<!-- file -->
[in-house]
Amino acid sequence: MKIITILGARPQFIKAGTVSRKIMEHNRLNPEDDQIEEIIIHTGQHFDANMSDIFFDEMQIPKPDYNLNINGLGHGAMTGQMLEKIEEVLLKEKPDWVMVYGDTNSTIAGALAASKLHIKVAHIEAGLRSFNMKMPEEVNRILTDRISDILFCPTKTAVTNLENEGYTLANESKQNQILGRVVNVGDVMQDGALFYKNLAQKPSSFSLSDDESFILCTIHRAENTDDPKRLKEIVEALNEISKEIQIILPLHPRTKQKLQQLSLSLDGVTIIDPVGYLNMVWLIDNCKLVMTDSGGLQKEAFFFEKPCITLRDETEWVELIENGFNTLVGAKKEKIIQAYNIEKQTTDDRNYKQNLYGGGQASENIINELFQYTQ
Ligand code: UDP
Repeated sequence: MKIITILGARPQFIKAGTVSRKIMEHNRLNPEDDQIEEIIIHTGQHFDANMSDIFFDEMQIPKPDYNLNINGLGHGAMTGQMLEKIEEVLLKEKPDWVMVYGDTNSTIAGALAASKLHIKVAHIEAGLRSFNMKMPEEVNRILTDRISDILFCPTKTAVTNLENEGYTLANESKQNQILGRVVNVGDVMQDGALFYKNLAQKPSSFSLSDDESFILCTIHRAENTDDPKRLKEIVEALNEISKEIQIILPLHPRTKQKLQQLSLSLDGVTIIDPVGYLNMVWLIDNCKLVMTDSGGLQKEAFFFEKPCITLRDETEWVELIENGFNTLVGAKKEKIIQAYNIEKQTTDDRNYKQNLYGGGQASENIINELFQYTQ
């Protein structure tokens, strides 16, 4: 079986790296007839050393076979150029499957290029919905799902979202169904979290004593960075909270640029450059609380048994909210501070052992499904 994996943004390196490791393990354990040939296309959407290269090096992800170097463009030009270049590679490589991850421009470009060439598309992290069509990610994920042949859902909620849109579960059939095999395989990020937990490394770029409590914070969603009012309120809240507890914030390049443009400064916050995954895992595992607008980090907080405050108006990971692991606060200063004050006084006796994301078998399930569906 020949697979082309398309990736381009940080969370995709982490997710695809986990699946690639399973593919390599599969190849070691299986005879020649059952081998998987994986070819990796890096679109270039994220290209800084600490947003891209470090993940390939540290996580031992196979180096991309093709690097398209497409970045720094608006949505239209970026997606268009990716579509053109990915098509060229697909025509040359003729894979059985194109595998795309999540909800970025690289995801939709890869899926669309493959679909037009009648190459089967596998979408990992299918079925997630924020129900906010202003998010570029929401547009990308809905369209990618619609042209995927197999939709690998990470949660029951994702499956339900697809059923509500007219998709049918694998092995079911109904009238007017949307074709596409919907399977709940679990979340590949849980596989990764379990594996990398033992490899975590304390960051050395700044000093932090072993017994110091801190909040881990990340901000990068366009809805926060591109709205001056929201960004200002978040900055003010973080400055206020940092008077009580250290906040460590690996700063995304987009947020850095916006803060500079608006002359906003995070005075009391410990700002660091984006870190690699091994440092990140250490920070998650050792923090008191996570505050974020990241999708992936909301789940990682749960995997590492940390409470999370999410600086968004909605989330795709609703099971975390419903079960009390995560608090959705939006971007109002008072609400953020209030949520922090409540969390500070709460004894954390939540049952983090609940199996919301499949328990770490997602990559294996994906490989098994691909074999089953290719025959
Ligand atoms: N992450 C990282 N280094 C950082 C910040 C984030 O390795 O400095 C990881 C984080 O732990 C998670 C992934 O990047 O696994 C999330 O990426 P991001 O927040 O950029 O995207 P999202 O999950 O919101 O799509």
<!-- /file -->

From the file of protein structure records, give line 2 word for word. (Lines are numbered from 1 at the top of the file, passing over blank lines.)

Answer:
Amino acid sequence: MKIITILGARPQFIKAGTVSRKIMEHNRLNPEDDQIEEIIIHTGQHFDANMSDIFFDEMQIPKPDYNLNINGLGHGAMTGQMLEKIEEVLLKEKPDWVMVYGDTNSTIAGALAASKLHIKVAHIEAGLRSFNMKMPEEVNRILTDRISDILFCPTKTAVTNLENEGYTLANESKQNQILGRVVNVGDVMQDGALFYKNLAQKPSSFSLSDDESFILCTIHRAENTDDPKRLKEIVEALNEISKEIQIILPLHPRTKQKLQQLSLSLDGVTIIDPVGYLNMVWLIDNCKLVMTDSGGLQKEAFFFEKPCITLRDETEWVELIENGFNTLVGAKKEKIIQAYNIEKQTTDDRNYKQNLYGGGQASENIINELFQYTQ